Traversal

In simple words, traversal is a process of accessing elements stored in an object. A traversal operation is executed to print the elements in a linked list. 

Let’s implement our first method, __str__, to print out the elements in the linked list:

def __str__(self) -> str: linkedlist = "" current = self.head while current and current.next is not None: linkedlist += str(current.value) + "->" current = current.next linkedlist += str(current.value) return linkedlist
Code language: Python (python)

The __str__ method in Python returns the string representation of an object. This method returns the node values in your linked list as a string separated by ->.

Insertion

The insertion operation enables you to add nodes to your linked list. You can add nodes to your linked list by prepending the node, appending the node, or by adding nodes at specific positions in the linked list.

Prepending a node

The prepend method adds a new node at the head of the linked list, making it the new head node. The previous head node is automatically set as the next node after the new node. 

Implement the prepend method in the LinkedList class:

def prepend(self, element) -> None: new_node = Node(element) new_node.next = self.head self.head = new_node if self.tail == None: self.tail = self.head self.size += 1
Code language: Python (python)

In the code block above, the prepend method takes an argument element, which is, in turn, passed to the Node class to form a node new_node. The new_node has its next pointer set to the head of the linked list self.head, and the linked list’s head node also points to the new node created. 

The method then checks if the tail of the linked list does not exist; if the tail doesn’t exist, it is set to the value of the head node.

Lastly, the method increments the size of the linked list.

Appending a node

The append method adds a new node to the end of the linked list. This method traverses the linked list until the next node pointer points to None – signifying the end of the linked list. The new node is attached to the tail’s node pointer, and the size of the linked list is incremented.

Implement the method in the linked list class:

def append(self, element) -> None: node = self.head while node.next != None: node = node.next node.next = Node(element) self.tail = node.next self.size += 1
Code language: Python (python)

Appending at a specific position

The last insertion operation is to append at a specific position. In this operation, a new node is added to the position specified. For example, if the linked list has four values, you can insert a new node at the third position. The node in the second position will have its next pointer pointing at the new node, and the new node points at the node originally in the third position.

In the LinkedList class, add the method:

def add_at_position(self, position, element) -> None: if position < 1 or position > self.size: raise IndexError("Position is invalid") if position == 1: self.prepend(element) return index = 1 prev = None current = self.head new_node = Node(element) while index != position: index += 1 prev = current current = current.next prev.next = new_node new_node.next = current self.size += 1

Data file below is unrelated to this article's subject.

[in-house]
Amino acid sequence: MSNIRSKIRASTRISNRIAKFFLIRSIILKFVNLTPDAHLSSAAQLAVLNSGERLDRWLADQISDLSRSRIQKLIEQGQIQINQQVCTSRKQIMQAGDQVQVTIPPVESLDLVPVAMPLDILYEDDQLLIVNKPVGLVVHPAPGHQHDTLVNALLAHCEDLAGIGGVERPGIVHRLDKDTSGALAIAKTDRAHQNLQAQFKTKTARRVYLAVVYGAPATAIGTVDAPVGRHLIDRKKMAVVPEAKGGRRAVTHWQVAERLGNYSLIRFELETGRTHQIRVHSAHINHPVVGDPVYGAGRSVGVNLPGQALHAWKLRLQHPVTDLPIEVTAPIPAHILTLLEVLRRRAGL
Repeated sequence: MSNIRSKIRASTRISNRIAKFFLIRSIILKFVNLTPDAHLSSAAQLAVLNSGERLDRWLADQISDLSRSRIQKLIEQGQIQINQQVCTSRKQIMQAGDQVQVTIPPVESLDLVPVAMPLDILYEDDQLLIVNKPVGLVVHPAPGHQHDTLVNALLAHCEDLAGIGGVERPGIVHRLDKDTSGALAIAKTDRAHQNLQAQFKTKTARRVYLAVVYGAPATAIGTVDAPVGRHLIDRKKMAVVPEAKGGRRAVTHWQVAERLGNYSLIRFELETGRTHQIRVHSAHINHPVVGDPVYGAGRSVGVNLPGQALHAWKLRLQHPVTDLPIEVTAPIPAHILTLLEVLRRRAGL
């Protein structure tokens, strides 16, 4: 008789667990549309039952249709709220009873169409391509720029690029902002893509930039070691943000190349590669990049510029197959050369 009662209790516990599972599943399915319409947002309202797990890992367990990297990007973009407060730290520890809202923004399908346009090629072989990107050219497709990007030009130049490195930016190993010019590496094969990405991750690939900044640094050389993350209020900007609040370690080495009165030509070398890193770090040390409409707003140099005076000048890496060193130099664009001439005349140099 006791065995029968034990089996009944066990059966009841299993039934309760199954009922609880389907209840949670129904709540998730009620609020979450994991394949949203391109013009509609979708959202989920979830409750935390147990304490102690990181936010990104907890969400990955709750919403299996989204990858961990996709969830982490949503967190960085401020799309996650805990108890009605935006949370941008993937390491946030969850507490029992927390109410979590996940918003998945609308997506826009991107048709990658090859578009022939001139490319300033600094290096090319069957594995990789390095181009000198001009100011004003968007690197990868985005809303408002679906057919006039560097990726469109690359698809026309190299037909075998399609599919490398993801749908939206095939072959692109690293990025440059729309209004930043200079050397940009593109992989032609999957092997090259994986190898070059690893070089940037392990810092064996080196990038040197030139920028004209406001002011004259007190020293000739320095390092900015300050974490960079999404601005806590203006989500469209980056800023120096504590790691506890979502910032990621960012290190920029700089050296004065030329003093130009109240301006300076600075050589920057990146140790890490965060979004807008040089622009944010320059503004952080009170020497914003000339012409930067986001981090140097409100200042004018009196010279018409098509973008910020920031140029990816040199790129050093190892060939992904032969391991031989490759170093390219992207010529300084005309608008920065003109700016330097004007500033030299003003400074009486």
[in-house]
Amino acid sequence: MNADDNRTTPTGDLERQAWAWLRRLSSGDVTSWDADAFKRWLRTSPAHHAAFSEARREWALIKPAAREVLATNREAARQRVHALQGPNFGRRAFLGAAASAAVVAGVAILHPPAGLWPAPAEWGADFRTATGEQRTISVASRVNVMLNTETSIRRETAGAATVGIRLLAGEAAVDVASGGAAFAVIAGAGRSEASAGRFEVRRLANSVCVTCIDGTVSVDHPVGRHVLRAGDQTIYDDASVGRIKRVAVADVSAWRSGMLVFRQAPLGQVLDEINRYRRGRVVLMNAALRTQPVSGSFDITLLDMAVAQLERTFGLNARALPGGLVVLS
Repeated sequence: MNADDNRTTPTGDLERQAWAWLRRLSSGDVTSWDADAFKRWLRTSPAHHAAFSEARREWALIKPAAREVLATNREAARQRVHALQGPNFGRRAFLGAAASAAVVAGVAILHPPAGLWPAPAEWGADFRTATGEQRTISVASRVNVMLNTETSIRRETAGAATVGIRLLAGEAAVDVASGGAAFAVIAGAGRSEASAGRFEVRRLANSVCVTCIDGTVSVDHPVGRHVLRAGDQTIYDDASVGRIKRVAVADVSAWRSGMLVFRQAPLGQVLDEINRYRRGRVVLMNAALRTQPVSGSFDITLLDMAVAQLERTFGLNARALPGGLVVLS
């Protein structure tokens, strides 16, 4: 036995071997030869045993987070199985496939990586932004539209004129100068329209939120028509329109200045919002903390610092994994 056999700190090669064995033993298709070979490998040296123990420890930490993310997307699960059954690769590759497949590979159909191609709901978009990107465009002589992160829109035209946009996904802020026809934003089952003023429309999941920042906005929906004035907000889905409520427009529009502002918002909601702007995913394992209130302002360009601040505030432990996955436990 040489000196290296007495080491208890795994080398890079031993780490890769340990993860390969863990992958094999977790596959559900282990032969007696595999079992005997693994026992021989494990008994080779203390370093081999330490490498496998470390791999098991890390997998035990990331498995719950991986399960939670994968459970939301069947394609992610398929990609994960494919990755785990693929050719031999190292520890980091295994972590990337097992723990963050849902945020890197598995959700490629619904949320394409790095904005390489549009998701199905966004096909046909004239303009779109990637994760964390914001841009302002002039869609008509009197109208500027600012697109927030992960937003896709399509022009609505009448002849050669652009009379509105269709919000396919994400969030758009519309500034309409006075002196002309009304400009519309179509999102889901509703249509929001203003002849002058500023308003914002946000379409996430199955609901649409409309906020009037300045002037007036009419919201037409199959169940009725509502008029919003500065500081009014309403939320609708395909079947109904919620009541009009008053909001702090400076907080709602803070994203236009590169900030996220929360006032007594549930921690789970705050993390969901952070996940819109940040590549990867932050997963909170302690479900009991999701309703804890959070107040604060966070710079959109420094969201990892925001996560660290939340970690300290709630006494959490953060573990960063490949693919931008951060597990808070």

Code language: Python (python)

With the insertion methods in place, create a new linked list and perform some operations:

ll = LinkedList() ll.prepend(40) ll.append(50) ll.add_at_position(2, 45) print(len(ll)) # 3 print(ll) # 40 -> 45 -> 50
Code language: Python (python)

Deletion

The deletion operation involves removing a node from the linked list either from the head, tail or at a specified position. Implement the method for this operation in the LinkedList class:

def delete_node(self, position) -> None: if position < 1 or position > self.size: raise IndexError("Invalid position!") if position == 1: self.head = self.head.next return if position == self.size: prev = None current = self.head while current.next is not None: prev = current current = current.next prev.next = None self.tail = prev self.size -= 1 return # Position specified isn't head nor tail. index = 1 prev = None current = self.head while index != position: index += 1 prev = current current = current.next prev.next = current.next self.size -= 1 return current.element
Code language: Python (python)

In the code block above, the delete_node function performs three delete operations:

  1. Deleting the head node: If the position specified is 1, the head node is deleted by setting the value of the head node to the second node in the linked list.
  2. Deleting the tail node: If the position specified equals the number of nodes present in the linked list, the linked list is traversed to the end, and the second to the last node’s pointer is set to None to eliminate the tail node.
  3. Deleting a different node: If the position doesn’t match the head or tail nodes, the linked list is traversed until the specified position is reached. The node preceding the node at the specified position will have its next pointer set to the node located after the deleted node.

All of the operations above decrease the size of the linked list. An IndexError will be returned if a wrong position is passed to the method.

If you delete the second node you created earlier, the new linked list will be:

ll.delete_node(2) print(ll, len(ll)) # Prints 40 -> 50, 2